Saturday, May 13, 2006

Saturday Rainiers Wrap

The Rainiers opened a four-game series with Albuquerque today in sun-soaked Tacoma. It was quite warm in the sun, but behind home plate it was freezing. Poor Cesar Jimenez' teeth were chattering audibly. Anyway, Francisco Cruceta had a great bounceback game from his 1IP 9ER debacle in hitter-friendly Salt Lake. He was effectively wild with his fastball in the first few innings; overthrowing and coming across his body a bit, leaving the ball way outside to righties, but he got enough pitches over to coax hitters into swinging. He gave up some base hits, but got 8Ks in 7IP - this was vintage Cruceta. Francisco has good velocity - he touched 94MPH with his fastball in the first - but works mostly in the 92MPH range. He also featured a slider that he got more and more confident with throughout the game. He threw it at 82-84, but also took a lot off at certain times, bringing it down to 77-79 at times; I thought it was a curveball. He never looks overpowering, but kept getting fly balls to the center. That's a good plan in Cheney at any time, but with the wind blowing in, that was a recipe for easy outs. By the third, Cruceta was in rhythm and looking pretty good.
The Rainiers took their only lead in the first on an RBI grounder by Todd Sears, the last of three consecutive singles. It scored Chris Snelling, and for a while it looked like there might be a play at the plate; you could almost hear 1000 people inhaling sharply. (The throw was cut off).
Snelling ended up with a 2/5 1k line.
Albuquerque got the tying run off Cruceta in the 6th, and then broke it open off of Renee Cortez in the 8th. A two-out single got the Isotopes a run, and then Scott Seabol knocked a two-run HR. Mike Nannini came on to pitch the 9th and gave up what turned out to be a pretty crucial 5th Isotopes run.
Down 4, with the 7-8-9 hitters up, the Rainiers mounted a great comeback. Asdrubal Cabrera reached base by getting plunked by a Brad Clontz pitch. Rob Johnson lined a single to left, and then Scott Youngbauer singled to load the bases. Shin-Soo Choo hit a sac fly, and the Isotoped manager went to have a discussion with Clontz about how to pitch to Adam Jones. The best part of the game, for me, was watching Snelling talk to Jones about hitting the submarining Clontz, demonstrating a line drive swing for Jones to emulate. It demonstrated two things: 1, Chris Snelling is a second hitting coach on this team, a guy some young guys look up to despite the fact that he's young himself. Second, Jones is extremely coachable. He took Snelling's advice and hit a ball on the screws into left for an RBI single. The Isotopes immediately went to Chris Resop to stop the bleeding and to face Snelling (even though Resop's a righty, brought in to face the sweetest lefty swing you'll ever see). Now Doyle himself had a chance to win it, just like his first game on Wednesday. Unfortunately, it didn't quite go according to plan, as Snelling's liner to left was caught by former WSU Couger Mike Kinkade. After a TJ Bohn single and a walk to Todd Sears, the bases were loaded with two outs - the score was now 5-4 Isotopes. The Rainiers' Hunter Brown took a called strike one (way outside; why does this always happen to Brown?), fouled one off, and then, with two strikes, crushed a pitch to center...that Isotopes SS Robert 'Jack' Endino speared to end the ballgame.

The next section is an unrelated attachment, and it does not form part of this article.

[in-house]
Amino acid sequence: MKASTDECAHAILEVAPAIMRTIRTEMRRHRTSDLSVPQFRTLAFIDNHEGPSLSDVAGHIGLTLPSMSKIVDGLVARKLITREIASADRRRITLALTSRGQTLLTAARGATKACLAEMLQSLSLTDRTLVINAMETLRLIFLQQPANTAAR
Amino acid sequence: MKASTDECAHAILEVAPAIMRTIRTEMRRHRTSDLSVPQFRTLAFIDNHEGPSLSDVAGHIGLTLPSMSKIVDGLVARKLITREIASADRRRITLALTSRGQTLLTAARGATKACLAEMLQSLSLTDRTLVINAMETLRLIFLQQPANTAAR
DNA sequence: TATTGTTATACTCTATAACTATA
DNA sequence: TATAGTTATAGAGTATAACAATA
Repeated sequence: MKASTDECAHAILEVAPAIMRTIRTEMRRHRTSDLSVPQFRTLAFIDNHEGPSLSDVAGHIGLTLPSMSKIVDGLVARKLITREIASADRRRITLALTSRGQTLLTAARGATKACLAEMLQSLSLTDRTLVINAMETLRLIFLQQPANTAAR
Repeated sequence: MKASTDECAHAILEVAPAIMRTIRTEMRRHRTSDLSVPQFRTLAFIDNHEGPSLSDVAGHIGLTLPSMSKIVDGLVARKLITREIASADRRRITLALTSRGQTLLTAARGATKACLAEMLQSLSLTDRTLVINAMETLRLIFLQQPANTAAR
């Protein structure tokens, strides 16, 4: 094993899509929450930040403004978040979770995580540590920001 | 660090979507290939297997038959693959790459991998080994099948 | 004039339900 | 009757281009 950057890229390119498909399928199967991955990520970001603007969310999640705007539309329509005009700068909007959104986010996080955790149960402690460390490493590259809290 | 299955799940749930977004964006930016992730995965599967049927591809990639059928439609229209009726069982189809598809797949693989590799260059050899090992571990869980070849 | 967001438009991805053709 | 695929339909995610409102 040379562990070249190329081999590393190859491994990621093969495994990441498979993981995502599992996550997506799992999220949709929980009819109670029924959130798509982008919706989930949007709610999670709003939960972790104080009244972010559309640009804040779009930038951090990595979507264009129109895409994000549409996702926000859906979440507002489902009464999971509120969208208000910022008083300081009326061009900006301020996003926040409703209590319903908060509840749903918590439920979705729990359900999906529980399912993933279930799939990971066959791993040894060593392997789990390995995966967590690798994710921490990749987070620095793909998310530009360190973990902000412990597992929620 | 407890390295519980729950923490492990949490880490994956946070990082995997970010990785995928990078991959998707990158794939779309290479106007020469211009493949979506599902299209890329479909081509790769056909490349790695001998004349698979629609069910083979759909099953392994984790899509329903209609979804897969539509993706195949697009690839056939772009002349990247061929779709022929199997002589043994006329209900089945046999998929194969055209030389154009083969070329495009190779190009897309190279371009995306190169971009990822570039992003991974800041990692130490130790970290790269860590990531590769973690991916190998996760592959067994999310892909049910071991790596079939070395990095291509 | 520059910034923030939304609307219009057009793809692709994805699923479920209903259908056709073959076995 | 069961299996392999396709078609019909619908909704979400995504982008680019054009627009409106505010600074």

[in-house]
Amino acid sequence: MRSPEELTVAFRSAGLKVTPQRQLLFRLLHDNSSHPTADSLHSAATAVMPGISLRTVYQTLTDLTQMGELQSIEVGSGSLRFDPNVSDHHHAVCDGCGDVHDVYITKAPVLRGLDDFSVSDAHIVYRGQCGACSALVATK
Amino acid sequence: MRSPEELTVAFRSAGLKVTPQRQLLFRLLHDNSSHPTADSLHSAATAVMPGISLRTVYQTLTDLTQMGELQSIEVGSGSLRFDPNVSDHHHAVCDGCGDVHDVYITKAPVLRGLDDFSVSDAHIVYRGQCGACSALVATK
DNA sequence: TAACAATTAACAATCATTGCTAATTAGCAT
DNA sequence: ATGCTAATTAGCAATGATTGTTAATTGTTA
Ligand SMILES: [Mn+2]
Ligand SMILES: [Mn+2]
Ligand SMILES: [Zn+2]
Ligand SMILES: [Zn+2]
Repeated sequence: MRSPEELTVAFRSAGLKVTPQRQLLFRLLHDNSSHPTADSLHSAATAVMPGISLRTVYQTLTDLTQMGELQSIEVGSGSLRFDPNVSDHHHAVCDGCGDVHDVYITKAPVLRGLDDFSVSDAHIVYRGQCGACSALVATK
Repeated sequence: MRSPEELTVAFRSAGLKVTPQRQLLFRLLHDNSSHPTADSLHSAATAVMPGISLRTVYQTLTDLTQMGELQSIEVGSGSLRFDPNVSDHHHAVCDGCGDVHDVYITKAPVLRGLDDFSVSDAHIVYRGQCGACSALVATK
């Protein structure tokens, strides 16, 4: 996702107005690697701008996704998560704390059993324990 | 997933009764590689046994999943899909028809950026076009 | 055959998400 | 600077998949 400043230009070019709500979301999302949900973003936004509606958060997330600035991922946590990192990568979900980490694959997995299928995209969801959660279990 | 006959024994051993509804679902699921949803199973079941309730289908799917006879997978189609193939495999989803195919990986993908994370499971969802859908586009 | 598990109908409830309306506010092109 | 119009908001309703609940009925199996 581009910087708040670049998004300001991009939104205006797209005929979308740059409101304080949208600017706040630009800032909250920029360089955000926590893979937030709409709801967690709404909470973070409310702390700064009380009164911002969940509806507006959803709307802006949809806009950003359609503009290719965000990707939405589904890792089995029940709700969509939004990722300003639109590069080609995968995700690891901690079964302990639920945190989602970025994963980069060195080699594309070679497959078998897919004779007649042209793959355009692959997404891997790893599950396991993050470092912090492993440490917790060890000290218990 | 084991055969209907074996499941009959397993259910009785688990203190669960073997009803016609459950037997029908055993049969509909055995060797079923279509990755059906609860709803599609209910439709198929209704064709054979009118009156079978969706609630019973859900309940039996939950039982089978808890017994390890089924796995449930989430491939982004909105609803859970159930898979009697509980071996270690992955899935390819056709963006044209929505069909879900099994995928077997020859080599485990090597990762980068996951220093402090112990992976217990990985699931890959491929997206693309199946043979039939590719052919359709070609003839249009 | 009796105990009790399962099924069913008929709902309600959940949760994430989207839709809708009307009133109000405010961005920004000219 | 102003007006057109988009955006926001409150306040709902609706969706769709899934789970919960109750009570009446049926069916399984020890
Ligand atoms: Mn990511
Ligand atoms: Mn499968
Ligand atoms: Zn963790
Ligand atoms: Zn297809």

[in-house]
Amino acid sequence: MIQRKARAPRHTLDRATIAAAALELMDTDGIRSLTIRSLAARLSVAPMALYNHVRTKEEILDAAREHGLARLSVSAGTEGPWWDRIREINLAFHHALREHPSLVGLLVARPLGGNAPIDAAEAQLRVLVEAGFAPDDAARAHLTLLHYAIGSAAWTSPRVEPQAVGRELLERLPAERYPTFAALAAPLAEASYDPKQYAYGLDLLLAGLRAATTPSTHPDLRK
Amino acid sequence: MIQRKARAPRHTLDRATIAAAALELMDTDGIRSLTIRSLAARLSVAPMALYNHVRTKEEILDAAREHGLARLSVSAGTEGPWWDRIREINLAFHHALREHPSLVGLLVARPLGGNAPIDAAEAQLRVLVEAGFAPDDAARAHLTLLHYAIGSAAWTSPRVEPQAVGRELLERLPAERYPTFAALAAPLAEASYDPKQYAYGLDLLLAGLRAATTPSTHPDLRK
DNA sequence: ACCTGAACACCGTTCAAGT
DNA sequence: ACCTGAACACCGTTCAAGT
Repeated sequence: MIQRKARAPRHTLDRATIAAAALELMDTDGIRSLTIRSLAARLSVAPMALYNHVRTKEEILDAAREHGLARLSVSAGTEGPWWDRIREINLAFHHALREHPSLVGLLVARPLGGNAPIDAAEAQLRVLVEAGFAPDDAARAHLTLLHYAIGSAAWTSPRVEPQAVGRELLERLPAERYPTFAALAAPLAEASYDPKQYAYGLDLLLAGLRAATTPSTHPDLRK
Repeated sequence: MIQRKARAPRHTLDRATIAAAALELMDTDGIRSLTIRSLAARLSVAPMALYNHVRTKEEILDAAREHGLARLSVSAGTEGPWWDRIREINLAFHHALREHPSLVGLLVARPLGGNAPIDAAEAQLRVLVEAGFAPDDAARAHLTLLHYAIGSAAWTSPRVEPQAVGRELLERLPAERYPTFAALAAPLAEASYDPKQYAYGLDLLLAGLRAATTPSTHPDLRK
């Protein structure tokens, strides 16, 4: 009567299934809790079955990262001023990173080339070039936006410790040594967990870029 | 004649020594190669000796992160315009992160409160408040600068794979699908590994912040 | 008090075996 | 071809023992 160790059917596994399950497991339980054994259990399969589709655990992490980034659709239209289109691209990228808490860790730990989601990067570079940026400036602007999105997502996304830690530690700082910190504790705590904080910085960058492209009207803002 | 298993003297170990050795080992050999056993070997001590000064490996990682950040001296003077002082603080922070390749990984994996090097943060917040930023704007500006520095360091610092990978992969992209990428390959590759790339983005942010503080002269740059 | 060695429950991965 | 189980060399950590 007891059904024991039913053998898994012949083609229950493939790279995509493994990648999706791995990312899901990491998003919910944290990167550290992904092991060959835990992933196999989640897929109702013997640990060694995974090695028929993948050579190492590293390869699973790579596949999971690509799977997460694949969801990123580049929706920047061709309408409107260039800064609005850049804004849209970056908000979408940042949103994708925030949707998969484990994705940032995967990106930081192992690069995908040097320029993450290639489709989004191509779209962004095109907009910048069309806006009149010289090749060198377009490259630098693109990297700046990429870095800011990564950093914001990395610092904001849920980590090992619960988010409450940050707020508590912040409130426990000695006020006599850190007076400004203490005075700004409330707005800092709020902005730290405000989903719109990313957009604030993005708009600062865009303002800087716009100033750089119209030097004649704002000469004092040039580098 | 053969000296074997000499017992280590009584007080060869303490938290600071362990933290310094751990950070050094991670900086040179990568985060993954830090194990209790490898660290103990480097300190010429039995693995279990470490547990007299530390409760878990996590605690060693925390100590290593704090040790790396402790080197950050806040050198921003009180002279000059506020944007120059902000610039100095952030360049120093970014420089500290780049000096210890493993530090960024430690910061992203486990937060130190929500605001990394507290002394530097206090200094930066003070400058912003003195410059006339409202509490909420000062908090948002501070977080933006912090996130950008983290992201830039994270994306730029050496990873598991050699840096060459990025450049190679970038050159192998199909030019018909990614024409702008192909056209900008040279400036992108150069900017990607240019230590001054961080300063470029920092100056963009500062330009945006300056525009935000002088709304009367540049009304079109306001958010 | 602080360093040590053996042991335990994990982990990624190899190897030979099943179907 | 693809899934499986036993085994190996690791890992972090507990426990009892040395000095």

Rob Johnson merits a special mention, as he went 2/3 to raise his average to .289, and threw out Seabol trying to steal second. Isotopes leadoff man James 'Armitage' Shanks was successful in stealing second; I mention this only because it was the first really bad throw I've seen Johnson make.
Speaking of which, I was talking to a White Sox scout about the freakishly accurate arm of Asdrubal Cabrera - that Betancourt has a stronger arm, but Cabrera's is at least as accurate, probably more so. Wouldn't you know it, the first chance Drubie gets, and he overthrows Sears at 1b.
The scout also talked about Jeremy Reed's struggles - he thought Jeremy was pressing and rolling over pitches that he used to drive into gaps. It's certainly plausible; Reed's hit a ton of weak grounders to second this year. The more I thought about it, the more it made sense: as Reed continued to make outs, and probably heard a 100 people say 'don't try to hit home runs up there' he flattened his swing even more, making it all but impossible to elevate a pitch. Trying to hit singles may have prevented him from hitting, er, singles. Contrast that with the slight uppercut he's shown off since coming back from exile on the pine barrens. 2 HRs in 2 days is infinitely preferable to another 0-4, and even though we all know he won't be a true HR threat, I hope it's convinced him to forget the 'slap your way out of it' plan. So far, so good.

Other random notes from the M's system:
Stephen Kahn is now officially struggling. He's been wilder than normal after his amazing start, culminating in today's 1IP 3H 3R 3BB 1K performance. Maybe he was taking it easy since he wasn't in a save situation... IE won the game, however, 9-8. Yung-Chi Chen got a double in four trips to DROP his average to .352. There was some talk at the game that he's been called up to San's pretty clear that he's got nothing to prove in the Cal League. He's also another WBC vet who carried over his success there (GS vs. the PRC) into his season.
San Antonio won 6-3, with Bryan LaHair going 2/3. Wlad Balentien is now down in the .240s... I'm still pulling for the guy.


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